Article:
How states could topple Biden’s Justice40 goals

By Jean Chemnick | 02/04/2022 06:45 AM EST

The president promised to steer 40 percent of federal benefits to places that have been ignored by the government. But state officials, including many Republican governors, hold the key to most of that funding.

Detroit neighborhood near a refinery.

A neighborhood in southwest Detroit abuts a Marathon Petroleum Corp. refinery. Romain Blanquart/Detroit Free Press via AP

State officials could severely restrict President Biden’s promise to steer 40 percent of federal funding into communities of color that are shouldering the bruising effects of climate change, according to experts.

That’s especially likely to happen in Republican-controlled states.

Biden came into office last year pledging to redress historical inequities in investment and environmental racism by ensuring that disadvantaged communities would reap 40 percent of the benefit from “relevant” federal investment — a commitment his administration dubbed the Justice40 initiative.


And when Biden signed into law a $1.2 trillion infrastructure bill last year, it marked a historic infusion of public money into roads, bridges, broadband. and energy and water systems.

But as agencies across the federal government begin to announce their first outlays under the sprawling five-year bill, it remains unclear how many programs will meet the Biden Justice40 commitment, which directs two-fifths of benefits to communities that have been harmed by decades of underinvestment.

For one thing, Justice40 is a Biden administration commitment, not a feature of the bill that cleared the House and Senate last year with bipartisan support. In fact, when the legislation started moving through Congress last spring, the White House had yet to release its interim guidance for how Justice40 would be implemented.

That came in July. Now, seven months later, the White House and federal agencies are still hammering out details about what Justice40 means and what communities would benefit.

To be sure, the infrastructure law does recognize disadvantaged communities and areas of “persistent poverty” — defined by census data, not proximity to environmental hazards — as deserving of special consideration. In some cases, these communities are guaranteed a minimum share of competitive grant funding.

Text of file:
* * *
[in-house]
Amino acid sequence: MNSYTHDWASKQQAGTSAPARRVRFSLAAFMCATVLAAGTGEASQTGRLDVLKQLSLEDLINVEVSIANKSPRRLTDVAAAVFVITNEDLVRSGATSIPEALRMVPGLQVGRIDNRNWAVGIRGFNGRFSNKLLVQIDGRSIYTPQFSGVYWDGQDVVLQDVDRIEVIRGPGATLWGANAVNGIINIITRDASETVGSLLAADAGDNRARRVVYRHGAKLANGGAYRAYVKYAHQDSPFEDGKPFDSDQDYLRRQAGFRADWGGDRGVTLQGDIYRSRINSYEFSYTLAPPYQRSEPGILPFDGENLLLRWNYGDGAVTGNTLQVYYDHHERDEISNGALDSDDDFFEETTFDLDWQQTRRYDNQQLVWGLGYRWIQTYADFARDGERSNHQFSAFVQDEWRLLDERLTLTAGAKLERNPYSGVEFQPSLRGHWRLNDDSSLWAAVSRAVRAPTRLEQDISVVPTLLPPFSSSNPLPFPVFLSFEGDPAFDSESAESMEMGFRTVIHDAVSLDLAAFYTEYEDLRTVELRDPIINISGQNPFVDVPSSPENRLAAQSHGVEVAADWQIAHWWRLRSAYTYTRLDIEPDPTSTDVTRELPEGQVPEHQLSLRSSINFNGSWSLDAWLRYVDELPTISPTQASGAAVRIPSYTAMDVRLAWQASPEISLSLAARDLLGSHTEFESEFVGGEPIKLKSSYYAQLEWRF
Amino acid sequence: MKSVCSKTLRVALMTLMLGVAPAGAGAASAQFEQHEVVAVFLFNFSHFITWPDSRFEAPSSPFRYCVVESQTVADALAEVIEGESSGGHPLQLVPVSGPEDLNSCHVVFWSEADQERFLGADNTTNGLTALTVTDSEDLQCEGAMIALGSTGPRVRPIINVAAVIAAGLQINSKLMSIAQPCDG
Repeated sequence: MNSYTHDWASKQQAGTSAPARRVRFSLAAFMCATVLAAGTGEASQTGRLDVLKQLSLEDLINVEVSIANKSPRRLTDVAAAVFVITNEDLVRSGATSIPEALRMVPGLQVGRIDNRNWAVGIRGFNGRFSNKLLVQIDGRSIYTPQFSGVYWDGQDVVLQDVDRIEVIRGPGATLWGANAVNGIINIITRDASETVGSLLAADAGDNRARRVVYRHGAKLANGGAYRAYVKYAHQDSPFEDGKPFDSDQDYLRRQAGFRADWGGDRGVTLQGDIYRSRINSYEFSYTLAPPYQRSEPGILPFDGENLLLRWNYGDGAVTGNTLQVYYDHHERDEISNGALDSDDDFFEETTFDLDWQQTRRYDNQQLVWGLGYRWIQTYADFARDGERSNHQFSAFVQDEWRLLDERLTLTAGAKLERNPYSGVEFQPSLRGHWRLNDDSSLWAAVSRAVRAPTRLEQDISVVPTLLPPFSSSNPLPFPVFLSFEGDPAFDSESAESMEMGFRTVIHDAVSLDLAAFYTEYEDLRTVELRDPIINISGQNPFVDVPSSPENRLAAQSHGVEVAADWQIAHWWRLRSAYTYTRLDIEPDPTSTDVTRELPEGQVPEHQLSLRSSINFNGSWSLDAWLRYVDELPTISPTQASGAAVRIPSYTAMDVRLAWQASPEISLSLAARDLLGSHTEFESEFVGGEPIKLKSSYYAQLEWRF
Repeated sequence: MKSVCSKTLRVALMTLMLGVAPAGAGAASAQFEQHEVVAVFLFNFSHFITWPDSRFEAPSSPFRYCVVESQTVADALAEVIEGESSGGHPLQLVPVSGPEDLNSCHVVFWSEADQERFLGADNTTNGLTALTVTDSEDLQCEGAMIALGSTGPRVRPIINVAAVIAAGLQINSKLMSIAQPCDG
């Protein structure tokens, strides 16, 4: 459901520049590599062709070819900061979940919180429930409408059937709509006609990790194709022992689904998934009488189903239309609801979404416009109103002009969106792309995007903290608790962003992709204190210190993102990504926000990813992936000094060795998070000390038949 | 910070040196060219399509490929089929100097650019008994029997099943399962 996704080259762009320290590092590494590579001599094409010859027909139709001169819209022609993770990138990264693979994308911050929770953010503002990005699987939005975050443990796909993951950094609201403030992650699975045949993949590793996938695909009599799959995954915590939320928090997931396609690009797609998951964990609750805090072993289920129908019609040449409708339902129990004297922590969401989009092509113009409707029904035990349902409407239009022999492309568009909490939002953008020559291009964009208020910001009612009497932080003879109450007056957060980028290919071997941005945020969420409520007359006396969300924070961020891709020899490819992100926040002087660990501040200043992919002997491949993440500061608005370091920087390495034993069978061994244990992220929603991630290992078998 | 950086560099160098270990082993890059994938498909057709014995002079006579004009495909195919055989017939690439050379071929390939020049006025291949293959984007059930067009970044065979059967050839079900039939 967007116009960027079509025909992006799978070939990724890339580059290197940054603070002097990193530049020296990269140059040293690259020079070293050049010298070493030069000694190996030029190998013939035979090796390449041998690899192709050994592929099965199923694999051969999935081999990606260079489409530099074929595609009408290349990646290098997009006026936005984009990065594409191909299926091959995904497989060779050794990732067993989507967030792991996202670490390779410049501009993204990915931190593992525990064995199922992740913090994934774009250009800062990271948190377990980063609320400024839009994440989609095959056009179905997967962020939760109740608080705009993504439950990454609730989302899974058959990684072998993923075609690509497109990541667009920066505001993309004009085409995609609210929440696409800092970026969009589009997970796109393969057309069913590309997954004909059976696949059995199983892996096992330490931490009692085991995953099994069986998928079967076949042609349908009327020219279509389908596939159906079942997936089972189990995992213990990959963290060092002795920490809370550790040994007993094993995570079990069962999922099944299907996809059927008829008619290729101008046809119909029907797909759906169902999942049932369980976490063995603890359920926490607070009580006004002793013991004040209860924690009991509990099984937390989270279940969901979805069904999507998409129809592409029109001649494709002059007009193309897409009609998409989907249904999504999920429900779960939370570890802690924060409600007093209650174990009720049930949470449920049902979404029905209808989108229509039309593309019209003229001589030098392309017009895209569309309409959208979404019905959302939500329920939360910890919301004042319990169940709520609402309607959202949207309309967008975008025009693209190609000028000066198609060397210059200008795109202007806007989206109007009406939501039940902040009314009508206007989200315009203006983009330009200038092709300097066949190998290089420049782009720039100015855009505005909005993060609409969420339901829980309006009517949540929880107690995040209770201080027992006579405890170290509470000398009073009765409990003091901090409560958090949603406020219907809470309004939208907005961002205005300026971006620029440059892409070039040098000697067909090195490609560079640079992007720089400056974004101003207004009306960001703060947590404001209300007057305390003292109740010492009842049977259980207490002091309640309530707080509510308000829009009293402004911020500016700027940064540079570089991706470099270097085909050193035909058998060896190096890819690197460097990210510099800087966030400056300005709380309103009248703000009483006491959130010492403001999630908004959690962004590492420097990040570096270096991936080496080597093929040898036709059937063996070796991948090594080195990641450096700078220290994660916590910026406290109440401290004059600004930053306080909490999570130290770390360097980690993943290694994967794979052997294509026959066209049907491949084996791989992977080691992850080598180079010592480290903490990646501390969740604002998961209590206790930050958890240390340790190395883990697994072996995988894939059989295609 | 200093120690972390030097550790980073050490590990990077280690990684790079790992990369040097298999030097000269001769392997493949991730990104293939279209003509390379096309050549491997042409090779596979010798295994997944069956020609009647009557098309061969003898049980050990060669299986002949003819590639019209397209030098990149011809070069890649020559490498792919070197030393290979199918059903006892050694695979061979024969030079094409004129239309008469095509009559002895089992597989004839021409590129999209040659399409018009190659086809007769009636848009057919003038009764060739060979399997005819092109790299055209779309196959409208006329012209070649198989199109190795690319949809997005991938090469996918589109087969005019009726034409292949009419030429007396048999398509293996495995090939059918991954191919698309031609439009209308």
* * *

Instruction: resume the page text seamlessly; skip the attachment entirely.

But competitive grants make up about 24 percent of the overall bill, according to an analysis by the Brookings Institution. More than three-quarters of the bill is allocated to states according to well-worn formulas that give the federal government little leverage to introduce new conditions — whether they be a preference for union labor or requirements for climate resilience or equity.

That applies overwhelmingly to the transportation dollars that make up the bulk of the bill. In total, the Department of Transportation will oversee $567 billion. While a chunk of that will go to grant programs that DOT has more control over, states will get more than $50 billion a year in formula-based highway funding.

This money will be deployed quickly and typically goes to projects that have long been in the construction pipeline, said Joseph Kane, a fellow at the Brookings Institution. The likely outcome, he said, is a “sugar rush” of construction at the state level rather than an opportunity for a national reckoning on how investments are made and who benefits from them.

“I think the pace and the political urgency to get the money out there — even on the part of the administration, because they want to have quick wins here where bridges are being repaired — will mean the money will be spent in the ways we’ve always spent it over the last few decades,” he said.

‘Kind of stuck’

While the administration’s control over this part of the infrastructure package is limited, officials from the president on down have weighed in with statements about how funding should be allocated — including on equity.

On Nov. 15, the same day he signed the Infrastructure Investment and Jobs Act into law, Biden issued an executive order setting “implementation priorities” for the funds, including “through the Justice40 Initiative.”

Administration officials have also sent memos, letters and guidance aimed at state officials who will have a hand in implementing provisions of the law. These encouraged states, municipalities and other partners to spend money on climate resilience and to benefit underserved communities.

In December, Federal Highway Administration Deputy Administrator Stephanie Pollack wrote a letter to state officials laying out an “overarching framework” for the types of projects that should get priority under the bill.

She proposed that they consider funding repair and maintenance of existing transportation infrastructure — including the addition of “resilience features” — ahead of expansions or new construction of single-occupancy vehicle infrastructure.

Jeff Davis, a senior fellow at the Eno Center for Transportation, called Pollack’s letter “very unusual” — especially given the administration’s relatively limited input in the highway portion of the bill, which was substantially written before Biden took office.

He said the letter seemed to attempt to resurrect language in the House version of the bill that was left out of the Senate version, which became law. The House language failed to garner support from Republicans.

The American Association of State Highway and Transportation Officials, which represents officials from both parties, responded to Pollack last month by reasserting the states’ role in identifying projects for funding. The group also pointed to strides that state agencies are making on climate change resilience and equity.

“Some of the red states really wanted to push back, the blue States didn’t, and AASHTO, the organization of all 50 state DOTs, is kind of stuck, trying to keep all its members happy,” said Davis.

Republican state officials have been blunter.

‘Excessive consideration of equity’

Pump jack in LA near apartments.
Apartment buildings are seen behind pumpjacks at the Inglewood Oil Field in Los Angeles in May. | AP Photo/Jae C. Hong